It is not
possible to understand the human nature without knowing its origin and
evolution. Knowing the facts of the evolution of life helps us to
understand the place of human beings in nature.
Theory and History at UCMP. Acerca de autores desde Aristóteles
to Evolutionary Biology by Chris Colby
of life at UCMP
Tree of Life by David R. Maddison. Coordinator and Editor.
University of Arizona.
and Nature Selection Lecture Notes at the University of Michigan
Living Things Have A Common Ancestor at UCMP
Diversity Web at the University of Michigan Museum of Zoology
about Evolution and the Nature of Science. National Academy
approaches the study of the interactions between the individuals and
populations that share the same ecosystem and it constitutes, therefore,
the theoretical base for the study of the human social relationships. All
the human relationships and, in particular, loving relationships, can be
described by concepts such as mutualism, competition, parasitism,
depredation, etc. Social relationships are the main battlefield where
human beings struggle for their life. Success or failure, health or
illness, wealth or poverty, wisdom or ignorance, etc. is the extreme
result of the daily social struggle that the human beings are forced to
engage to survive. Ecology provides us with the basic concepts to
understand our social and loving relationships.
Population Ecology by Alexei Sharov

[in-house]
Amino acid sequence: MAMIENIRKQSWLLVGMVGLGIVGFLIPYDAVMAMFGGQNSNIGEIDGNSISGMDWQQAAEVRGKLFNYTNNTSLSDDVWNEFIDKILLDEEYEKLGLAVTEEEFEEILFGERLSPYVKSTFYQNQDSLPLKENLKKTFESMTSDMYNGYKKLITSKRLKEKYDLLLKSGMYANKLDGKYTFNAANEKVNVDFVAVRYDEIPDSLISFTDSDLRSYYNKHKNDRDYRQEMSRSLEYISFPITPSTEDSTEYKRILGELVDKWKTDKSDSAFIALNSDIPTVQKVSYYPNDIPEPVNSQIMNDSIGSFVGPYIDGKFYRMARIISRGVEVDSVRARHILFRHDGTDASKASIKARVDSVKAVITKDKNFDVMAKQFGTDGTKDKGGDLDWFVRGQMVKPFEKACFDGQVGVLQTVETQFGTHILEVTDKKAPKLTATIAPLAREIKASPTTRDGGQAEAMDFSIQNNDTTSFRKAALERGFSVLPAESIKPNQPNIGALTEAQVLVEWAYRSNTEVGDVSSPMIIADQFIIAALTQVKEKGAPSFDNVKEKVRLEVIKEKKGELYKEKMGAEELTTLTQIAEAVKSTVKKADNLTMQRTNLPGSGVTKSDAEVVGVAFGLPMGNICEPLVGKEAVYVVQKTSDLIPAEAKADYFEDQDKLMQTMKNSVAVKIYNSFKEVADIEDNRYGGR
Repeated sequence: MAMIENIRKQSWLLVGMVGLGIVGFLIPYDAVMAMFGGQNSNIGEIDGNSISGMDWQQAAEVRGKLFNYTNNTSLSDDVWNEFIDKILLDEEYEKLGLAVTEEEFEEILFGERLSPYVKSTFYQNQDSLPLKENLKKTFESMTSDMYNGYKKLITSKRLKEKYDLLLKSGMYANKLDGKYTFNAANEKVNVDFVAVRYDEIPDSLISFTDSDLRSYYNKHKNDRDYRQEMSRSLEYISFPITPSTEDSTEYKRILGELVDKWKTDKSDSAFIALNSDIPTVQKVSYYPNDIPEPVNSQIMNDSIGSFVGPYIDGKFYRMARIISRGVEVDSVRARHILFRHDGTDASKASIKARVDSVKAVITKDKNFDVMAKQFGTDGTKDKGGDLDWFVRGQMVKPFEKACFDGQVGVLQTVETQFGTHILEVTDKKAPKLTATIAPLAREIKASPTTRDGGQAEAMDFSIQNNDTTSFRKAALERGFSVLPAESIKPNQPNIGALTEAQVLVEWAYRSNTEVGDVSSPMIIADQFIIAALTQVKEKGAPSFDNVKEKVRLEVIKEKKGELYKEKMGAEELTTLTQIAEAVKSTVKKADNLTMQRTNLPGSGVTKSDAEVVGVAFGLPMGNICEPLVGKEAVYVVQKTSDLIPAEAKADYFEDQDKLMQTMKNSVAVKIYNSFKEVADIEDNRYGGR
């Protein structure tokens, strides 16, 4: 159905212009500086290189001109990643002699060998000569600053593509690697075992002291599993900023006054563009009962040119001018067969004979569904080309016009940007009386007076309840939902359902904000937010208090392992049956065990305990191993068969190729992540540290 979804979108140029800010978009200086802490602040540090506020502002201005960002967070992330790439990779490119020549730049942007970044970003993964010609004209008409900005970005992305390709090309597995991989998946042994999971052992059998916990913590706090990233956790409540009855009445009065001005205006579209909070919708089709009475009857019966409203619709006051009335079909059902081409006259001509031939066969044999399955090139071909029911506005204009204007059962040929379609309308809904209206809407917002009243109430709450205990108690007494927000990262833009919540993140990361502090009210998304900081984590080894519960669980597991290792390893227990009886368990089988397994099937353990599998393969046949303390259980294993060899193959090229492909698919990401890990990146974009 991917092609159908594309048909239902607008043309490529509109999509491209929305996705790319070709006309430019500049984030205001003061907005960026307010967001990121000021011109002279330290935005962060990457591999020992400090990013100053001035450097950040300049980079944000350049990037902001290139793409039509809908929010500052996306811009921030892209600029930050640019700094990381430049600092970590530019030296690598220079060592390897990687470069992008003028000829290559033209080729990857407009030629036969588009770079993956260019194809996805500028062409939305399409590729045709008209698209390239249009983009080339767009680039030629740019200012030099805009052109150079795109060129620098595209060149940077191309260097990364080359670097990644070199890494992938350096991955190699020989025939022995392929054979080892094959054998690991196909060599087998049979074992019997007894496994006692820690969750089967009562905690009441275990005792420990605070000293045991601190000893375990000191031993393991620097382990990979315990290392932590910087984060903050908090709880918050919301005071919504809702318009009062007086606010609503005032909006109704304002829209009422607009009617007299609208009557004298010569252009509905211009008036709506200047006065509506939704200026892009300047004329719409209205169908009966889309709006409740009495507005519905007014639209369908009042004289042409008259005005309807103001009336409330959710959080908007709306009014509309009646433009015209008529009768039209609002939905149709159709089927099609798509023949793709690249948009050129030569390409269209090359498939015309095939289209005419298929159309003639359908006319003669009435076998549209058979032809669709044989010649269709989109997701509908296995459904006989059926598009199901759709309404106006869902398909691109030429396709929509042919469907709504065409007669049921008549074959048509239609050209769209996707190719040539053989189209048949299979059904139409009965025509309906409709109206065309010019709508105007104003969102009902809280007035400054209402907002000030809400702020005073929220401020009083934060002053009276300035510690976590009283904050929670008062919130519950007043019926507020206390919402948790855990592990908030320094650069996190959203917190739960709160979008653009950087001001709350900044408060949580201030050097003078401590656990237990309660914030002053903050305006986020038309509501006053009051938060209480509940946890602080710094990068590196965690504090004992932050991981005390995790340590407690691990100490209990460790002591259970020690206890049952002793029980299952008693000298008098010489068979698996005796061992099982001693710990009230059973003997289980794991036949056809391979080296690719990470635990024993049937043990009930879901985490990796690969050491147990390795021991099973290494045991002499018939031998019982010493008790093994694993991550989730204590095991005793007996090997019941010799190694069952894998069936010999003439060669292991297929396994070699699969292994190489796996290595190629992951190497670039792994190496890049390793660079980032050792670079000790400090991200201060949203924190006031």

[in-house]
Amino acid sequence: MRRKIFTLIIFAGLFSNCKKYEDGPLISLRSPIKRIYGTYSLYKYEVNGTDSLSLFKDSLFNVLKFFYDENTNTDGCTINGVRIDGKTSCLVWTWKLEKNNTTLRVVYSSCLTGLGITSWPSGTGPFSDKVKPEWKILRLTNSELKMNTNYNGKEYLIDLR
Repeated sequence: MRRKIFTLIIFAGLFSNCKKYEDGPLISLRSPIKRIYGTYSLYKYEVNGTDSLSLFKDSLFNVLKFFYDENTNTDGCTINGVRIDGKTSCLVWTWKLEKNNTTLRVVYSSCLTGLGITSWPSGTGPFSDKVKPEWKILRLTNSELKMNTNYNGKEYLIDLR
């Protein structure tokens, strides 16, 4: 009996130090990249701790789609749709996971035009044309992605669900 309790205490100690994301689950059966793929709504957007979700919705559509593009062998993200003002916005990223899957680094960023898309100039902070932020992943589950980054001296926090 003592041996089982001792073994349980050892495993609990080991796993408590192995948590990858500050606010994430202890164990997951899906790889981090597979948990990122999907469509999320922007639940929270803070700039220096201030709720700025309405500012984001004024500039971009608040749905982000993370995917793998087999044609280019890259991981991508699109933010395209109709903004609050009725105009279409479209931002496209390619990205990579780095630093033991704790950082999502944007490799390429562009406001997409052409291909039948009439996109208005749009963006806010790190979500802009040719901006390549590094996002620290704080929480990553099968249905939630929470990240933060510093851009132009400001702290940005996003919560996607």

together with the evolution facts, provides us with the basic knowledge to
understand the biological nature of the human phenomena, mainly those
related to the subjective experience: emotions, loving, thought, language,
beliefs, art, science, etc. Today, thanks to the research findings about
the nervous system and the evolution of life, it doesn't exist any doubt
among scientists about the biological nature of all human phenomena and,
in particular, cultural facts. Given that accepting that the information
stored in the molecular structure of DNA is biological is not a problem
any more, so it shouldn't exist any obstacle to accept that the
information stored in the neuronal structure of the Central Nervous System
(CNS) is equally biological.
Brain & Mind
Magazine - General Index
Seeing, Hearing and
Smelling the World
Drugs, Brains and
Behavior by C. Robin Timmons & Leonard W. Hamilton
Psychology by Joyce L. Norman
Kenneth H. Norwich
discovered that the neuronal sensitive response is proportional to the
uncertainty (or entropy) of the stimulus instead of its intensity. This
result opens up, in our opinion, the way to the understanding of the brain
operation as a dissipative system and it constitutes a fundamental support
for the identity between thermodynamic entropy and information
The psychophysics of taste from the entropy of the stimulus, by Kenneth